LinkedIn’s latest quarterly update to its Sales Navigator platform includes an easier way to tie in customer-relationship-management systems, a better way to package and share content within the platform, enhancements to search and usage reporting metrics.
New product lead Lindsey Edwards detailed all of the new bells and whistles to Sales Navigator in an interview.
LinkedIn built on the Data Validation integration with CRM systems that it introduced in its last quarterly update last November with a new Contact Creation feature.
Sales Navigator users can now click one button in their lead pages or lead lists to write-back publicly available information about their leads into their CRMs, starting with Salesforce, with “corporate sibling” Microsoft Dynamics 365 for Sales to follow.
Edwards said Sales Navigator will check for existing contacts and flag issues in order to avoid duplicate leads and the task of manually scrubbing the CRM.
She added that reaction to the Contact Creation feature has been “overwhelmingly positive” in its early stages of release, with six customers currently live.
“We’re really leaning into our relationships with CRM vendors over the past couple of quarters,” Edwards said, noting that at the average organization, anywhere from 40% to 60% of CRM records are out of date, and keeping them current is a consistent battle.
“It’s an age-old problem that isn’t getting better,” she added. “We think we can help in a pretty meaningful way. When people change jobs, they update their LinkedIn profiles first.”
Edwards said Contact Creation also enables Sales Navigator users to quickly sort and filter people who are currently entered into the CRM by their profile information from the professional network.
“Sellers will have countless tabs open, copying and pasting information,” she added. “You want the sellers to be out selling. 40% of sellers’ time is spent on administrative tasks.”
LinkedIn is expanding on its PointDrive feature with the addition of Smart Links, which enable Sales Navigator users to quickly and easily package and share content within their workflow on the platform, as well as track viewing behavior and gain insights on who is viewing the content.
Edwards provided the example of sending a package of content to a contact and not hearing anything back, saying that with Smart Links, Sales Navigator users can follow the same work flow and get real-time feedback on who is engaging with the content via a link that works on email, InMail and elsewhere.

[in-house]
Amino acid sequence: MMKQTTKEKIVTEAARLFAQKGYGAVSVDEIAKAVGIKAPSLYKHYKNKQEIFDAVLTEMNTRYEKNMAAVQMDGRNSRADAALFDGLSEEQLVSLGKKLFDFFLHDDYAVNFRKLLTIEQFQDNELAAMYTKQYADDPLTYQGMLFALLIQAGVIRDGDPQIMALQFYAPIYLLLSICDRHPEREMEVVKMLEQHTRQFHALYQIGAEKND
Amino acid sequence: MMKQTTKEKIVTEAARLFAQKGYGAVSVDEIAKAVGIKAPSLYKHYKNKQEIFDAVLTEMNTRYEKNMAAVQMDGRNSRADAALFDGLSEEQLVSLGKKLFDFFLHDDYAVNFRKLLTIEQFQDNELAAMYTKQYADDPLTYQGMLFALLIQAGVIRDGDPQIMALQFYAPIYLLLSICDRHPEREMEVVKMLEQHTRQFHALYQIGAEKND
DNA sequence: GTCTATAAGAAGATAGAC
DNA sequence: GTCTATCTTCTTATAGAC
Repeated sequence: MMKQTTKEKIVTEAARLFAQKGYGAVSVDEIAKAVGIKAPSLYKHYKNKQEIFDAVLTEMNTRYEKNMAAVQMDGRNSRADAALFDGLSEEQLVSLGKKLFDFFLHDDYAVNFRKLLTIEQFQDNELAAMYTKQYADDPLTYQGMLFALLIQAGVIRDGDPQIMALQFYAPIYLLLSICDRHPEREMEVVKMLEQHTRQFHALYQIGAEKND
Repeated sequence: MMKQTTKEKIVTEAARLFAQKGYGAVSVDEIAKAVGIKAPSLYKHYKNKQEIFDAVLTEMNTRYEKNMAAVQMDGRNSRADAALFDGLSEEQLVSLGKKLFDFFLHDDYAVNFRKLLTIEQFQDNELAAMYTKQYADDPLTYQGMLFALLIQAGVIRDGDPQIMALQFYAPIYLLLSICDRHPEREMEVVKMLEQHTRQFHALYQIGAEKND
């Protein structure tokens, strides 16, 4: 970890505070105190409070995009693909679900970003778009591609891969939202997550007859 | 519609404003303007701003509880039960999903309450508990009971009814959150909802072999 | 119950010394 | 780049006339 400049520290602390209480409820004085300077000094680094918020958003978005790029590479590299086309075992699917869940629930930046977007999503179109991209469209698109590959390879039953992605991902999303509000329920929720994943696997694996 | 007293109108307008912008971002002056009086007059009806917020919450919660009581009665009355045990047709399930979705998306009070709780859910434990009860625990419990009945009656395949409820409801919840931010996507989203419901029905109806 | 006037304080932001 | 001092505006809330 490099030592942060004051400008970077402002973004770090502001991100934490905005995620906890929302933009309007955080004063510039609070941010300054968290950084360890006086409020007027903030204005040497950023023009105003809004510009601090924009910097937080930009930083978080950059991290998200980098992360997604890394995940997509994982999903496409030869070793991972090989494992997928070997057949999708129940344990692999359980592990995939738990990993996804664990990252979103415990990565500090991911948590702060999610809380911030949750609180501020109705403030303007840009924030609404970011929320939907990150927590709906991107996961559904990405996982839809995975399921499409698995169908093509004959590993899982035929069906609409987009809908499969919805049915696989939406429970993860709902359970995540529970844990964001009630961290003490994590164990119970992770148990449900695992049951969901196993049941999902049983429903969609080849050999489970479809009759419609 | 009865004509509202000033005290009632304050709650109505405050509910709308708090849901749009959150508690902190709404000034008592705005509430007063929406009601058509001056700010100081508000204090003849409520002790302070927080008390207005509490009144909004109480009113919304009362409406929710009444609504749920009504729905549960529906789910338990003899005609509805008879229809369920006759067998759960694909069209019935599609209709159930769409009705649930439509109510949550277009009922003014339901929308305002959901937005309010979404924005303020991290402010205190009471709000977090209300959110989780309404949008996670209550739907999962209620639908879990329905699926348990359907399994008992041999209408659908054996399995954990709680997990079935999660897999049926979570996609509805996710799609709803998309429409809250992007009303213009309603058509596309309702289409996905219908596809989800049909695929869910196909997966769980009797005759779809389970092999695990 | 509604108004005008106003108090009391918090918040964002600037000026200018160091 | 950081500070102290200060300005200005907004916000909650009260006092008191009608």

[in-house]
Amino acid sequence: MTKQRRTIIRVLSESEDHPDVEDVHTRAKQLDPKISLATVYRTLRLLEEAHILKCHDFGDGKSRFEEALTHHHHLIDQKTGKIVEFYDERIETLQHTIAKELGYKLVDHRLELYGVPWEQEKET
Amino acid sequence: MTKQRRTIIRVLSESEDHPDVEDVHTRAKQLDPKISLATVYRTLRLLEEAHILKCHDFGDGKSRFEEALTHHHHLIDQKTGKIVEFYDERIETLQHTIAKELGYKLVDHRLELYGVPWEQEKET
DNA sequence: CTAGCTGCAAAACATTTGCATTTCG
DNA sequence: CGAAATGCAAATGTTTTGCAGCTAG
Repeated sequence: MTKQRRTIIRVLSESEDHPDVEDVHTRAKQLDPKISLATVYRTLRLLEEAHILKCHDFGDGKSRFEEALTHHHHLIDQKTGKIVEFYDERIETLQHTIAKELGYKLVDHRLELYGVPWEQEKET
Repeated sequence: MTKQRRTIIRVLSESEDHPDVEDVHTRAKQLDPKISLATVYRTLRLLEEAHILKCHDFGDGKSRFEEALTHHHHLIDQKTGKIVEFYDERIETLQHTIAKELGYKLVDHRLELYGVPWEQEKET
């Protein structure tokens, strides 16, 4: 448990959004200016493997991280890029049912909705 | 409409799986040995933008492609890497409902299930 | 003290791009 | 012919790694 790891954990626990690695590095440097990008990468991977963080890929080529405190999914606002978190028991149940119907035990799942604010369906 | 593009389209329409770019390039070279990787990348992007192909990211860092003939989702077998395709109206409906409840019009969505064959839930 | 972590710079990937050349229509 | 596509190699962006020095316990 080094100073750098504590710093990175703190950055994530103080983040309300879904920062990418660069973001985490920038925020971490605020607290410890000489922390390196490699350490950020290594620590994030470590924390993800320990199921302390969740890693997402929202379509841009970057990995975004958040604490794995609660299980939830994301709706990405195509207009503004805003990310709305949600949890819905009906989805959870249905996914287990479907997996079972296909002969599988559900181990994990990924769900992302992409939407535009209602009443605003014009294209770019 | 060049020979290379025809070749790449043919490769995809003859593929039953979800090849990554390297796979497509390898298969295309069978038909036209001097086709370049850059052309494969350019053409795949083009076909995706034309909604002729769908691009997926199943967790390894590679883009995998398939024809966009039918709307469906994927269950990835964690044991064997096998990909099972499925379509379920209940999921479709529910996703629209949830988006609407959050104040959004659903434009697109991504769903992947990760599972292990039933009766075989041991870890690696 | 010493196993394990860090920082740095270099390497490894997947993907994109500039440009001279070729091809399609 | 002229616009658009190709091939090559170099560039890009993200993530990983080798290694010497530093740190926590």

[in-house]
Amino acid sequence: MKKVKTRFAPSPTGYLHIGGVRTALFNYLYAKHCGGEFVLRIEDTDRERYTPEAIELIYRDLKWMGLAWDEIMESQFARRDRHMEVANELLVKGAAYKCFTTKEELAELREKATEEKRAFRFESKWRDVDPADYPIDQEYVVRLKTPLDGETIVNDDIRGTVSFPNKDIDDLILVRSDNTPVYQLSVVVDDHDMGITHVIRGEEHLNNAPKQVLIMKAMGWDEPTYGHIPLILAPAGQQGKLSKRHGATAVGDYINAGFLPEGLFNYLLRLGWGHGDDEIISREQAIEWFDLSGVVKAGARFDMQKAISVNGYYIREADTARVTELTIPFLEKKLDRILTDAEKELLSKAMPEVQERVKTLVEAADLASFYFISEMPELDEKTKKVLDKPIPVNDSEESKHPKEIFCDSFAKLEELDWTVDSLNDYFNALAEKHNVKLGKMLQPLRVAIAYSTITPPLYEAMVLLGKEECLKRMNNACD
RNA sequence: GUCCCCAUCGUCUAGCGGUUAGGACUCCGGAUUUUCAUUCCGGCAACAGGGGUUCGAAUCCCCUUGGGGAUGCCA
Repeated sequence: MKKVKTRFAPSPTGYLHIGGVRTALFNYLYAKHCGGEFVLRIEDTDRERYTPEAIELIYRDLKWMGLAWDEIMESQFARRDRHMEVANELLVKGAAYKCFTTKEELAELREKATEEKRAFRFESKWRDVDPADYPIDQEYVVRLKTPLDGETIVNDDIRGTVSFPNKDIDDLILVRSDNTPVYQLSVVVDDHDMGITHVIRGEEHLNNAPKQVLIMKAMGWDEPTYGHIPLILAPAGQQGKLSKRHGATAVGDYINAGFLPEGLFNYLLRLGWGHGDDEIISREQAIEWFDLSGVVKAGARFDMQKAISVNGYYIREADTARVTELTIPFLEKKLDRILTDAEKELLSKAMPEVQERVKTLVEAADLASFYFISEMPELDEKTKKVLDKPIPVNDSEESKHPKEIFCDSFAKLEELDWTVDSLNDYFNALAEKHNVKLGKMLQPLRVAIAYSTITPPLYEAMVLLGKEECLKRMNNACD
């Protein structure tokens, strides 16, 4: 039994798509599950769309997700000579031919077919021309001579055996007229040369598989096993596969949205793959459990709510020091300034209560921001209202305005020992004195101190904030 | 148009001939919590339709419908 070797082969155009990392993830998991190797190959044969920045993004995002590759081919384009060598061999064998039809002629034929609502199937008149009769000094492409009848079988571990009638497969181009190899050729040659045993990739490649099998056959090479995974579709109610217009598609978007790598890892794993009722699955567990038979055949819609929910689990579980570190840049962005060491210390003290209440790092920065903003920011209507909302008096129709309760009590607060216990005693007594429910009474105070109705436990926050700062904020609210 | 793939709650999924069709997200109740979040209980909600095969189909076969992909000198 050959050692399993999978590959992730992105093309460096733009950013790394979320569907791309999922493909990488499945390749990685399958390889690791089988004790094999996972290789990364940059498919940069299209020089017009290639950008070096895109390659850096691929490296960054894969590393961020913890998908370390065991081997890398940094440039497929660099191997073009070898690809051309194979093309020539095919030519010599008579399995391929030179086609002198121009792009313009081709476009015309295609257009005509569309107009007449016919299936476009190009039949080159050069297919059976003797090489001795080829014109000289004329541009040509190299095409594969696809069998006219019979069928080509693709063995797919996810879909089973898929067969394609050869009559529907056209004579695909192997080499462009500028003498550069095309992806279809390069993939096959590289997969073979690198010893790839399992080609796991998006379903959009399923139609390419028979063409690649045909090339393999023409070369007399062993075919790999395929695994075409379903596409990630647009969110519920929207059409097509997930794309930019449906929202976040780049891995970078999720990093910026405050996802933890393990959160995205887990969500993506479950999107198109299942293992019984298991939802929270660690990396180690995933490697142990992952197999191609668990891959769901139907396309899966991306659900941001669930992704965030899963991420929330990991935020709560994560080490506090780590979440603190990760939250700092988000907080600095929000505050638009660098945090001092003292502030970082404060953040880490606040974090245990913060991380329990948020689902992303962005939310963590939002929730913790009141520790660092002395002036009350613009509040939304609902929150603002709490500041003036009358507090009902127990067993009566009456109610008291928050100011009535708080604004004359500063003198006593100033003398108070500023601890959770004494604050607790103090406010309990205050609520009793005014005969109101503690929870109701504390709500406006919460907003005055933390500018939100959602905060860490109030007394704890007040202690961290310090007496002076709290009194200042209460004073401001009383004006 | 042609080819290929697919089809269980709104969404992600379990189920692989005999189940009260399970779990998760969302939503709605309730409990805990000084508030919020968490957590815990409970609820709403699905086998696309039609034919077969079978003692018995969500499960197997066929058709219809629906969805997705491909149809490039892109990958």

They will receive real-time alerts when the contact receives the content and if that content is shared with other members of the contact’s team, enabling users to identify additional people in the organization who may be involved in buying decisions.
“It’s getting more and more complicated in business-to-business marketing to understand the buying circle,” Edwards said, adding that Smart Links is debuting in an early stage, with plans to go further next quarter, including integrating it directly into users’ inboxes.
Users will also receive alerts when there is growth in the number of job postings by a saved account, indicating that the company may be preparing for growth, and could represent something the sales organization should pursue.
On the search front, Sales Navigator users can now easily save account searches, rather than having to repopulate account queries every time they log in, and they will automatically be updated when new accounts meet those criteria.
Also, lead search queries can be shared with other teammates on Sales Navigator.
“Search is a newer area for us in Sales Navigator,” Edwards said. “We’re finding more than ever that sales teams are looking at things collaboratively, so we Introduced the idea that we need Sales Navigator to work across teams in order to allow that collaboration to happen.”